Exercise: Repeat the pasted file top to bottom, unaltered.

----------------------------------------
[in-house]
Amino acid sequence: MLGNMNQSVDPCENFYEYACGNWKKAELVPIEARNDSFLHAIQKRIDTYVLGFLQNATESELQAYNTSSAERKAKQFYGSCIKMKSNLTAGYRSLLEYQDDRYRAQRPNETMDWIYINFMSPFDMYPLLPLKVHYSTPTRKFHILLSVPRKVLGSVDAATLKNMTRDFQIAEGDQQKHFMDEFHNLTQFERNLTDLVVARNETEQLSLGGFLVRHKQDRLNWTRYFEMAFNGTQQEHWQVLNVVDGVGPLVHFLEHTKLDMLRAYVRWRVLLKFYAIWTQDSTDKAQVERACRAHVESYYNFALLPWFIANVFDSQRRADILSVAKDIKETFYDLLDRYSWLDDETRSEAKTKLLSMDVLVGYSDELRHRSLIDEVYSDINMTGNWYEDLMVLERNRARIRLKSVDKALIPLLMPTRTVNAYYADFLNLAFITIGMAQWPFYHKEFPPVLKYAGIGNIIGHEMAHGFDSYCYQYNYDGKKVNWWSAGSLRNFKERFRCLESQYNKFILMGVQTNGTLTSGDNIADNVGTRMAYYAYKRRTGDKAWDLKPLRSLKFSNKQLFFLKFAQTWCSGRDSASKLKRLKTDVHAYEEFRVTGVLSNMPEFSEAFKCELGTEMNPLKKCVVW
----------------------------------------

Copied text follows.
[in-house]
Amino acid sequence: MLGNMNQSVDPCENFYEYACGNWKKAELVPIEARNDSFLHAIQKRIDTYVLGFLQNATESELQAYNTSSAERKAKQFYGSCIKMKSNLTAGYRSLLEYQDDRYRAQRPNETMDWIYINFMSPFDMYPLLPLKVHYSTPTRKFHILLSVPRKVLGSVDAATLKNMTRDFQIAEGDQQKHFMDEFHNLTQFERNLTDLVVARNETEQLSLGGFLVRHKQDRLNWTRYFEMAFNGTQQEHWQVLNVVDGVGPLVHFLEHTKLDMLRAYVRWRVLLKFYAIWTQDSTDKAQVERACRAHVESYYNFALLPWFIANVFDSQRRADILSVAKDIKETFYDLLDRYSWLDDETRSEAKTKLLSMDVLVGYSDELRHRSLIDEVYSDINMTGNWYEDLMVLERNRARIRLKSVDKALIPLLMPTRTVNAYYADFLNLAFITIGMAQWPFYHKEFPPVLKYAGIGNIIGHEMAHGFDSYCYQYNYDGKKVNWWSAGSLRNFKERFRCLESQYNKFILMGVQTNGTLTSGDNIADNVGTRMAYYAYKRRTGDKAWDLKPLRSLKFSNKQLFFLKFAQTWCSGRDSASKLKRLKTDVHAYEEFRVTGVLSNMPEFSEAFKCELGTEMNPLKKCVVW